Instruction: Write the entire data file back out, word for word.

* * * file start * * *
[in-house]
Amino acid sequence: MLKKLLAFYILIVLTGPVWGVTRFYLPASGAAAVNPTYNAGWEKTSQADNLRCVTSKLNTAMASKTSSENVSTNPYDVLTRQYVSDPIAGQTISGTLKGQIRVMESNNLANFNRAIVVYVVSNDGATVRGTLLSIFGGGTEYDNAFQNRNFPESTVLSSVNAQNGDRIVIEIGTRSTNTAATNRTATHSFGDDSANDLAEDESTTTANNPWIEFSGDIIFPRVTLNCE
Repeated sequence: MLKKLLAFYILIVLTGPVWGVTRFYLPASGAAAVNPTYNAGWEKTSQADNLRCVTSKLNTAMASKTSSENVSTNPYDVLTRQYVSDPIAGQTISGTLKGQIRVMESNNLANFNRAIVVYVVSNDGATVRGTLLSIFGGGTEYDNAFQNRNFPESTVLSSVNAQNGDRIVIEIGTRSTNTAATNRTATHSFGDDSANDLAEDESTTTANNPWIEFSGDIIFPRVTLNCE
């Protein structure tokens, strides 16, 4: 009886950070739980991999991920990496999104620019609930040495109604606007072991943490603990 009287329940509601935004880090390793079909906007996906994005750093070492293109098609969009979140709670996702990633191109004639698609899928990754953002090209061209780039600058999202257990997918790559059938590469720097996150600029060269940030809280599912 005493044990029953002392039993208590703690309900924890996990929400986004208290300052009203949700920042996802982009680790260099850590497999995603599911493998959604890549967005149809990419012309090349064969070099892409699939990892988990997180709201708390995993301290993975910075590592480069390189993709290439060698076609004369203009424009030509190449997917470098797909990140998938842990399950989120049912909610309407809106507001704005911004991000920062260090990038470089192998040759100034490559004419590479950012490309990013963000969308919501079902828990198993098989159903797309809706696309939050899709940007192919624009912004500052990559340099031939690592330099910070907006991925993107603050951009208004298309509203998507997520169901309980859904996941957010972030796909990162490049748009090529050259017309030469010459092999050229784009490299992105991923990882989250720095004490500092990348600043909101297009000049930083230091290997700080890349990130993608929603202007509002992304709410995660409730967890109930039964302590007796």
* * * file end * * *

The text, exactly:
[in-house]
Amino acid sequence: MLKKLLAFYILIVLTGPVWGVTRFYLPASGAAAVNPTYNAGWEKTSQADNLRCVTSKLNTAMASKTSSENVSTNPYDVLTRQYVSDPIAGQTISGTLKGQIRVMESNNLANFNRAIVVYVVSNDGATVRGTLLSIFGGGTEYDNAFQNRNFPESTVLSSVNAQNGDRIVIEIGTRSTNTAATNRTATHSFGDDSANDLAEDESTTTANNPWIEFSGDIIFPRVTLNCE
Repeated sequence: MLKKLLAFYILIVLTGPVWGVTRFYLPASGAAAVNPTYNAGWEKTSQADNLRCVTSKLNTAMASKTSSENVSTNPYDVLTRQYVSDPIAGQTISGTLKGQIRVMESNNLANFNRAIVVYVVSNDGATVRGTLLSIFGGGTEYDNAFQNRNFPESTVLSSVNAQNGDRIVIEIGTRSTNTAATNRTATHSFGDDSANDLAEDESTTTANNPWIEFSGDIIFPRVTLNCE
């Protein structure tokens, strides 16, 4: 009886950070739980991999991920990496999104620019609930040495109604606007072991943490603990 009287329940509601935004880090390793079909906007996906994005750093070492293109098609969009979140709670996702990633191109004639698609899928990754953002090209061209780039600058999202257990997918790559059938590469720097996150600029060269940030809280599912 005493044990029953002392039993208590703690309900924890996990929400986004208290300052009203949700920042996802982009680790260099850590497999995603599911493998959604890549967005149809990419012309090349064969070099892409699939990892988990997180709201708390995993301290993975910075590592480069390189993709290439060698076609004369203009424009030509190449997917470098797909990140998938842990399950989120049912909610309407809106507001704005911004991000920062260090990038470089192998040759100034490559004419590479950012490309990013963000969308919501079902828990198993098989159903797309809706696309939050899709940007192919624009912004500052990559340099031939690592330099910070907006991925993107603050951009208004298309509203998507997520169901309980859904996941957010972030796909990162490049748009090529050259017309030469010459092999050229784009490299992105991923990882989250720095004490500092990348600043909101297009000049930083230091290997700080890349990130993608929603202007509002992304709410995660409730967890109930039964302590007796």